The story of how P.T. Barnum brought together the mystique and magic of "The Greatest Show on Earth" is reimagined onscreen in an original musical.
Step right up to see The Greatest Showman, which hit theaters Dec. 20 after seven years in development. In a series of whimsical and colorful musical numbers, Greatest Showman brings the menagerie of P.T. Barnum's traveling three-ring circus to life on the big screen. The musical biopic was inspired by the imagination and innovation of Phineas Taylor Barnum, who "helped invent show business," according to Hugh Jackman. Loosely based on the real-life visionary, the film shows how Barnum (Jackman), a family man, turned his misfortune into a world of mystique and magic that would become the "Greatest Show on Earth." The release of the film seems timely after the Ringling Bros. Barnum & Bailey Circus broke down its wonder-filled tents for the last time in May.
Not only does the film bring together a star-studded cast (Jackman, Rebecca Ferguson, Zendaya, Zac Efron and Michelle Williams, to name a few), but it also features the highly acclaimed songwriting duo Benj Pasek and Justin Paul. The pair won a Golden Globe and an Academy Award for their songs in La La Land and a Tony award for their musical score in Dear Evan Hansen. Meanwhile, former visual effects wizard Michael Gracey makes his directorial debut, having won the job after insisting that what was initially intended as a traditional biopic be a musical instead.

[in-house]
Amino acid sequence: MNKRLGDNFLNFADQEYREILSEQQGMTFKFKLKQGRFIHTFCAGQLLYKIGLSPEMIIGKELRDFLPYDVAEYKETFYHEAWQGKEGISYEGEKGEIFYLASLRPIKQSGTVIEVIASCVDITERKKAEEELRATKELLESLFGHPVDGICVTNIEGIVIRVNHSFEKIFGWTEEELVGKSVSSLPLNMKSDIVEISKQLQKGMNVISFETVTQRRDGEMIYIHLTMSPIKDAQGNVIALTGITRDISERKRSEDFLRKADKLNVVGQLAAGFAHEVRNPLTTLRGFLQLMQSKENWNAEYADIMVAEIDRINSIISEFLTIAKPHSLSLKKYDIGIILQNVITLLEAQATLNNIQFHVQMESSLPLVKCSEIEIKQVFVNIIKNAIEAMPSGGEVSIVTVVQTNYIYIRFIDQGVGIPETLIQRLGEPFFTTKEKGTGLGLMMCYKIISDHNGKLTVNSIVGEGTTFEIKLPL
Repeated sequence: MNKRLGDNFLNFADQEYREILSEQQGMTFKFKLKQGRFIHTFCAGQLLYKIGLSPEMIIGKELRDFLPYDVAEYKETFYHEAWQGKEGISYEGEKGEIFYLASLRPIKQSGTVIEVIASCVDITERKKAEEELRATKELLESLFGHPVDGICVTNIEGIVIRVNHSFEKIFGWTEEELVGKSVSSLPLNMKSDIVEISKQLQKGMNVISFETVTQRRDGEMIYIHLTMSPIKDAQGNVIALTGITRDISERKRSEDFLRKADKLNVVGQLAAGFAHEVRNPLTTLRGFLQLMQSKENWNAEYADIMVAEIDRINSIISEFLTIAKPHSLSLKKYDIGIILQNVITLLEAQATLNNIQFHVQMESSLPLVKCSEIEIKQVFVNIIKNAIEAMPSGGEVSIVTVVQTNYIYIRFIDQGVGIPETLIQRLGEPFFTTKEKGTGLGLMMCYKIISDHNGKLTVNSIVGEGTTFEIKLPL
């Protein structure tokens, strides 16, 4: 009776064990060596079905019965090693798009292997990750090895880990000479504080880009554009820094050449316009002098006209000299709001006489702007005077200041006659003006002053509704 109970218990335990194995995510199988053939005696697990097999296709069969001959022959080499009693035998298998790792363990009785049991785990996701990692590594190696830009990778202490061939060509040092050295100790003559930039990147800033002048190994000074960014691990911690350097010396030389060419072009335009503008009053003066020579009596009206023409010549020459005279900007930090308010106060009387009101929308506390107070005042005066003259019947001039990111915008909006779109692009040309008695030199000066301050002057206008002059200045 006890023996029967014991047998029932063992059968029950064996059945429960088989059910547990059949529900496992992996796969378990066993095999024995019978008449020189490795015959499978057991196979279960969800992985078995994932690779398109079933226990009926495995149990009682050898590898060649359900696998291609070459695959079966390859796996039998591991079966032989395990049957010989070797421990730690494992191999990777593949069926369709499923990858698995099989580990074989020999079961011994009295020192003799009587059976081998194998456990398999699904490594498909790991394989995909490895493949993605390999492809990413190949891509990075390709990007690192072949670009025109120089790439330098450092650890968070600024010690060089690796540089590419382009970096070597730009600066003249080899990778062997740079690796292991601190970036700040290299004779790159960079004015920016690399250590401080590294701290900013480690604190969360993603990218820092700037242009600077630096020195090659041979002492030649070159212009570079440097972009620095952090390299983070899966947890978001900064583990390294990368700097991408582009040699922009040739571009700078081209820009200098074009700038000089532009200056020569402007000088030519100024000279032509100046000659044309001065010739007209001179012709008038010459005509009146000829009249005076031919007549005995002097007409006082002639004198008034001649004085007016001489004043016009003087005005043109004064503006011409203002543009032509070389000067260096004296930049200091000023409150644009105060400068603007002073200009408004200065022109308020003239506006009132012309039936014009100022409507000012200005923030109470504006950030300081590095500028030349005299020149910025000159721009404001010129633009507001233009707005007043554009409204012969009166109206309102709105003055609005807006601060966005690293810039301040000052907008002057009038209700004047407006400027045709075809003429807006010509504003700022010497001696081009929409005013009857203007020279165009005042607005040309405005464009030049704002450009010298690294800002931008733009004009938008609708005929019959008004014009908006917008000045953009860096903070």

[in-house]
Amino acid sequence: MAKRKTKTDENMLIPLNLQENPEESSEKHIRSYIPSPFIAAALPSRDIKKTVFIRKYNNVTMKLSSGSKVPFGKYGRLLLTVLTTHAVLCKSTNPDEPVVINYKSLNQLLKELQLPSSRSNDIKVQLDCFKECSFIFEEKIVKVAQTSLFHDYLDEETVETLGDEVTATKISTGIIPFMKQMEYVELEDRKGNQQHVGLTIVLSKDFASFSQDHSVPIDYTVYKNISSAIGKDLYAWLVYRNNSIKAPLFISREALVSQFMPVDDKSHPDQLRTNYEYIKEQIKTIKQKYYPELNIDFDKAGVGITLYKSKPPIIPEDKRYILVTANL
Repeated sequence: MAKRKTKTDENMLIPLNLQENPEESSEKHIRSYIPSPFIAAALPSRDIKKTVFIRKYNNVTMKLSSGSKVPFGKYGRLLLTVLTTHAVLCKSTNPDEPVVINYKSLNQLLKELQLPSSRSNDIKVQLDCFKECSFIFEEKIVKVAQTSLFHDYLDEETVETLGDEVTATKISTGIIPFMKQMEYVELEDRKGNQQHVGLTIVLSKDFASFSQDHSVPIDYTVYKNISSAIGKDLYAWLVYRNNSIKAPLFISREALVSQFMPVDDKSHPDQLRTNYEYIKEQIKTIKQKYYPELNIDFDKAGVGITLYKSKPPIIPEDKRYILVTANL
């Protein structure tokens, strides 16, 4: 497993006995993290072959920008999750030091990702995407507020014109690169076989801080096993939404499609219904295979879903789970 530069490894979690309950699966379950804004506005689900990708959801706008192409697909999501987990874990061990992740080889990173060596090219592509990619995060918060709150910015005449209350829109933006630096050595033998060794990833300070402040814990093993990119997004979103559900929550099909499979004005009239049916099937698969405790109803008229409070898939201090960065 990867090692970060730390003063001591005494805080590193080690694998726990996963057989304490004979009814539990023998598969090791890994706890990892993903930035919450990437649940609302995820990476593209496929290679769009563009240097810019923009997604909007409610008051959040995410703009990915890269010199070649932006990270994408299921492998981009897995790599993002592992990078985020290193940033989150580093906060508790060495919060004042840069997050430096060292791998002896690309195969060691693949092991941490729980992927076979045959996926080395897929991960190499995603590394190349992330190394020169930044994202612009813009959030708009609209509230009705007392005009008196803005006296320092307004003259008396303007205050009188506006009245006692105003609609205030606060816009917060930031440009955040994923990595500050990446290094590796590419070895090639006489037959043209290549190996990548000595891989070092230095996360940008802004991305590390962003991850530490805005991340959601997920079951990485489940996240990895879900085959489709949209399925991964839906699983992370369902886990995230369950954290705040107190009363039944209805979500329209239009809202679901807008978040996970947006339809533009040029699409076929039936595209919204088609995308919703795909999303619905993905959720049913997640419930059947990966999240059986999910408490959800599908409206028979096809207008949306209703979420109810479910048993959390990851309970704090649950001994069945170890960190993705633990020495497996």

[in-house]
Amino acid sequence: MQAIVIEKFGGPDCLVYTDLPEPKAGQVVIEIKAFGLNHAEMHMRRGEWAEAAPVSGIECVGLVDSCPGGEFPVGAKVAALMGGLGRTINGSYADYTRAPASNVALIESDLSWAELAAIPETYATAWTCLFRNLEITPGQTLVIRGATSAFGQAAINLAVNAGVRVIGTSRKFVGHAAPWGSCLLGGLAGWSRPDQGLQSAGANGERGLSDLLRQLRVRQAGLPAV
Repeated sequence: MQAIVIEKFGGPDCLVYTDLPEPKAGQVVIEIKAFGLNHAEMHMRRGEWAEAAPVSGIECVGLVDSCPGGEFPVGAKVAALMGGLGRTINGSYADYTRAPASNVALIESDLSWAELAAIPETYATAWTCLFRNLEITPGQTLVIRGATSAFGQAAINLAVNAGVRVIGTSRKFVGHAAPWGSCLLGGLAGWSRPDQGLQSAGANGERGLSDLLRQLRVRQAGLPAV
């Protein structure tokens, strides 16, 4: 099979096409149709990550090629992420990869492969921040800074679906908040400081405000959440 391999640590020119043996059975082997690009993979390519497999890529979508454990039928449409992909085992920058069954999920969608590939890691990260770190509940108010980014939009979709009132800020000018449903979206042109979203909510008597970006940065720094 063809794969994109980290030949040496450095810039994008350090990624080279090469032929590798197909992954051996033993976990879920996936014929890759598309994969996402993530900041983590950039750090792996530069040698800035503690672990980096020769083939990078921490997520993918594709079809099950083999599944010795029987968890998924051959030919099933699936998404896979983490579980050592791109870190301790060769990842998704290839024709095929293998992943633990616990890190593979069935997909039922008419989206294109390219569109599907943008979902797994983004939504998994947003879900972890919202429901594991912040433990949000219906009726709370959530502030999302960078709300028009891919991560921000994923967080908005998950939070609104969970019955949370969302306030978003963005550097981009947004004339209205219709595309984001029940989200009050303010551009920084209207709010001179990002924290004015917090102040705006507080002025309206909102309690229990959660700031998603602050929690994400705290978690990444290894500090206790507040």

Earlier this month, the movie scored three Golden Globe nominations, for best motion picture, musical or comedy, best actor in a musical or comedy film for Jackman and best song for Pasek and Paul's "This Is Me."
Read more below to see how the cast compares to their larger-than-life counterparts from 146 years ago.
Phineas Taylor Barnum was the mastermind behind the world-famous circus spectacle that would come to be known as "The Greatest Show on Earth." Although Barnum is widely known as a circus impresario, the promoter didn't get into the circus business until age 61. The real Barnum enjoyed a great deal of notoriety, dallying in Connecticut politics, the lottery business, housing, newspapers and even literature, penning The Art of Money Getting. Barnum first rose to prominence for displaying a series of curious oddities and attractions (often of questionable authenticity), including the "Feejee Mermaid," "General Tom Thumb" and Joice Heth, who claimed to be the 161-year-old nurse of George Washington, at the Barnum American Museum and in traveling exhibits around the world. It was only after the Barnum American Museum burned down in 1868 that Barnum gathered a slew of his old performers to form P.T. Barnum's Grand Traveling Museum, Menagerie, Caravan, and Circus in Brooklyn on April 10, 1871. Like his onscreen counterpart, Barnum had a flair for the dramatic, requesting an early obituary so that he could read it before his death on April 7, 1891.